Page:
Surveys were returned by 1367 (56.1%) of the 2435 parents of selected children, including 391 (48.6%) of 805 parents of children with exemptions and 976 (59.9%) of 1630 parents of fully vaccinated children. Of the 391 parents of children that were identified by their school as having an exemption to one or more vaccines, 114 were excluded from analysis; 86 indicated that their child was fully vaccinated and 28 respondents provided valid medical contraindications to vaccination. The remaining 277 parents of children with nonmedical exemptions, as well as all 976 parents of fully vaccinated children, were included in the analysis [22
The majority of respondents (n = 997, 79.6%) reported using between 2 and 6 sources for information on vaccines, while few reported using only a single information source (n = 55, 4.4%). The most commonly used source of vaccine information was the child's healthcare provider (n = 1149, 91.7%), followed by Vaccine Information Statements (printed materials from healthcare providers) (n = 1052, 84.0%) and parents/friends (n = 674, 53.8%). Six vaccine information sources were identified by approximately three-quarters or more of respondents as good or excellent sources of information, including healthcare provider's advice (n = 1004, 81.8%) and the US Centers for Disease Control and Prevention and the National Immunization Program (n = 911, 81.6%). Among all respondents, 39.9% (n = 425) reported that they view the Internet as a good or excellent source of vaccine information. Overall, 249 respondents (19.9%) reported using the Internet as a source of vaccine information (hereafter referred to as “Internet users”; the remaining 1,004 respondents who reported not using the Internet as a source of vaccine information are hereafter referred to as “Non-Internet users”).
Internet users were more likely to have at least a college degree (aOR, 1.49; 95% CI, 1.12–2.00) and have a gross annual household income of $70,000 or higher (aOR, 1.41; 95% CI, 1.04–1.91). There were no significant differences in parental age, race/ethnicity, or choice of child's primary healthcare provider between Internet users and non-Internet users (). Internet users were more likely to have a child with an exemption to at least one vaccine than non-Internet users (OR, 3.53, 95% CI, 2.61–4.76) ().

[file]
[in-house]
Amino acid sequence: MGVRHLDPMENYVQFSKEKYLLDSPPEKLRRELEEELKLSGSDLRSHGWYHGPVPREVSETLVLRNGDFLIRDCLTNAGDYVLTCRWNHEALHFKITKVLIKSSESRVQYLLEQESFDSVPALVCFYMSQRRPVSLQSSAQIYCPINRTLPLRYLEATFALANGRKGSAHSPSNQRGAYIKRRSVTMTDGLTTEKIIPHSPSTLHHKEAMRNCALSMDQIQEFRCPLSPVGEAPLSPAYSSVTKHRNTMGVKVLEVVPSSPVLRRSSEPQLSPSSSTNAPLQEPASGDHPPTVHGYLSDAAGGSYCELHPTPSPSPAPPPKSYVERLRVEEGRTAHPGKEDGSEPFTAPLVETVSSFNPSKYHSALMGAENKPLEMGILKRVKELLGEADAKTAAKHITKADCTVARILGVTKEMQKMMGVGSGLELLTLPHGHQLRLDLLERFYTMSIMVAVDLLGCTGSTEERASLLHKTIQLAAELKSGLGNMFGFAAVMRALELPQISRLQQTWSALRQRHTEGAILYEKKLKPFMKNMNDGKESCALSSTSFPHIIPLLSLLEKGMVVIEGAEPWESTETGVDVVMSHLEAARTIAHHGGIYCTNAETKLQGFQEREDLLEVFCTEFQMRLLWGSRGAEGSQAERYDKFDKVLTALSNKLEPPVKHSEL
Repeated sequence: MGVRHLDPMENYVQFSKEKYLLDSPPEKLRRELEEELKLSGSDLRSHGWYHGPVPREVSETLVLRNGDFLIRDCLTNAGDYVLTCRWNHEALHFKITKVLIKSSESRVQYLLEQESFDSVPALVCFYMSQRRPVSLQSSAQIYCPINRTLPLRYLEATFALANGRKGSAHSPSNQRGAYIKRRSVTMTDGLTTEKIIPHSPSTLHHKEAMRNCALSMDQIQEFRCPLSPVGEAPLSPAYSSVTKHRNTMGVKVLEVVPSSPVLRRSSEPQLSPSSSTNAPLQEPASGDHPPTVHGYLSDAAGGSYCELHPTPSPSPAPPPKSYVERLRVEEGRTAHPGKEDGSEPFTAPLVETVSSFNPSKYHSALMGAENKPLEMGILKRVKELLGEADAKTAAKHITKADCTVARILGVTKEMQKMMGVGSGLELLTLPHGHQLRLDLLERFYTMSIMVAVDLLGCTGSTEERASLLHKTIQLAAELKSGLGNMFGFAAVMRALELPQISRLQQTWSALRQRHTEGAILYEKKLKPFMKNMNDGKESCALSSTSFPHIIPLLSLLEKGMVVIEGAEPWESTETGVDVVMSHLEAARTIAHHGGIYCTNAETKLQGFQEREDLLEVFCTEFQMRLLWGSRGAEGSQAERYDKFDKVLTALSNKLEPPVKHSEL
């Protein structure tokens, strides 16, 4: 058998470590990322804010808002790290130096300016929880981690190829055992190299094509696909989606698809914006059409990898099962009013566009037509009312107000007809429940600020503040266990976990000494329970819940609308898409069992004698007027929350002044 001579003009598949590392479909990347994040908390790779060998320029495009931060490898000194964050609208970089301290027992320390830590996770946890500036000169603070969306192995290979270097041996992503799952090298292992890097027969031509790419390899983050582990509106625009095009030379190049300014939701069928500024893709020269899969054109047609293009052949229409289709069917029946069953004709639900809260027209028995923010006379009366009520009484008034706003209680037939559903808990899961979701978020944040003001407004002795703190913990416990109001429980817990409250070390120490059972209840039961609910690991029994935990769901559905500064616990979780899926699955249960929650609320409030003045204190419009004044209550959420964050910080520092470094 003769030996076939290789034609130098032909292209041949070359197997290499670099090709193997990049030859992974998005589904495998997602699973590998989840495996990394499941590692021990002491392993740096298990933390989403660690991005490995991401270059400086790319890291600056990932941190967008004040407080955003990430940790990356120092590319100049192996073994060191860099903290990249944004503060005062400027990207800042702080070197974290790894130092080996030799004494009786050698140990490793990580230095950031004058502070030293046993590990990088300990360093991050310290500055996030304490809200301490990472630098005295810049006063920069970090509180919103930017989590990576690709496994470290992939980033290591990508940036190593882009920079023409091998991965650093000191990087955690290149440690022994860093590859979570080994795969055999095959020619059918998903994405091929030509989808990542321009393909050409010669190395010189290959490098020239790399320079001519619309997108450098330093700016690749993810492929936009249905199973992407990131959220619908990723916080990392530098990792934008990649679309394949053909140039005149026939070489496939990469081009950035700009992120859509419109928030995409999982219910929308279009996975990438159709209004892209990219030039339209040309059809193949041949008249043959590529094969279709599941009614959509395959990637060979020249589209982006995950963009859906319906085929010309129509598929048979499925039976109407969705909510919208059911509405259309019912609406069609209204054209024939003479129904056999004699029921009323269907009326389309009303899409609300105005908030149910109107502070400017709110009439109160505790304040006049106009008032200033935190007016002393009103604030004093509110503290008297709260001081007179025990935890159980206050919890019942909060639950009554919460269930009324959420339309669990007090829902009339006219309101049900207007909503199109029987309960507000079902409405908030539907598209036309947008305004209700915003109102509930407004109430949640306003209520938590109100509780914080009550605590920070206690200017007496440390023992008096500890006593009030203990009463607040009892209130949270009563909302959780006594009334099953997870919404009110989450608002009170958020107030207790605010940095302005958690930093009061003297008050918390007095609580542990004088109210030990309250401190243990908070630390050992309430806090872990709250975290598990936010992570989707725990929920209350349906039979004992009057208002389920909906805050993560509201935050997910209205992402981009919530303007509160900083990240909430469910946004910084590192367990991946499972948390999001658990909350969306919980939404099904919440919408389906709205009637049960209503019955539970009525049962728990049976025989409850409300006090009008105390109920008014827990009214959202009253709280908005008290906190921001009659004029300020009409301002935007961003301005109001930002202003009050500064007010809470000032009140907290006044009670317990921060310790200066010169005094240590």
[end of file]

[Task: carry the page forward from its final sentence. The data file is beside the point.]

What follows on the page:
Demographic characteristics as predictors for Internet use as a source of vaccine information among parents of school aged children.
Internet users were significantly more likely than parents who did not use the Internet to believe that the National Vaccine Information Center was a good or excellent source of vaccine information (aOR, 1.69, 95% CI, 1.12–2.55). The National Vaccine Information Center was previously known as Dissatisfied Parents Together, which was also included as an information source of interest in the survey; there was no difference in the perception of Dissatisfied Parents Together across Internet user category. Internet users were also more likely to regard alternative healthcare providers (aOR, 1.55; 95% CI, 1.12–2.14) as a good or excellent source of information. Internet users were less likely than non-Internet users to consider the following good or excellent sources of vaccine information: healthcare providers (aOR, 0.59; 95% CI, 0.42–0.85), Vaccine Information Statements (aOR, 0.49; 95% CI, 0.35–0.69), professional organizations (aOR, 0.56; 95% CI, 0.39–0.80), local or state health departments (aOR, 0.60; 95% CI, 0.43–0.84), and the CDC (aOR, 0.57; 95% CI, 0.39–0.83) ().
Perceptions of vaccine information sources among parents who did or did not use the Internet for vaccine information.
Internet users more commonly held key beliefs about vaccines that are not supported by scientific research on vaccines than non-Internet users (). Internet users were less likely than non-Internet users to believe that vaccines strengthen the immune system (aOR, 0.65; 95% CI, 0.46–0.92) and more likely to believe that children get more immunizations than are good for them (aOR, 2.88; 95% CI, 2.03–4.10), healthy children do not need immunizations (aOR, 2.06; 95% CI, 1.28–3.31), immunizations do more harm than good (aOR, 2.47; 95% CI, 1.60–3.81), and that a child's immune system could be weakened by too many immunizations (aOR, 1.74; 95% CI, 1.25–2.43).
Association of vaccination beliefs with Internet use as a source of vaccine information among parents of school aged children.
Internet users were also significantly more likely to be opposed to immunization requirements because immunization requirements go against the freedom of choice (aOR, 2.36; 95% CI, 1.64–3.39) and because parents know what is best for their children (aOR, 2.68; 95% CI, 1.75–4.09) than non-Internet users. Additionally, Internet users were less likely to recognize the benefits of immunization for their child (aOR, 0.39; 95% CI, 0.25–0.59) as well as the community benefits from vaccination (for the child's family, playmates, and neighbors) (aOR, 0.53; 95% CI, 0.36–0.76). Relatedly, these parents also had lower perceptions of disease susceptibility, vaccine protectiveness and vaccine safety (). No significant differences were observed for trust in government or trust in healthcare providers by Internet vaccine information seeking behaviors.
Association of disease, vaccine, and trust constructs with Internet use as a source of vaccine information among parents of school aged children.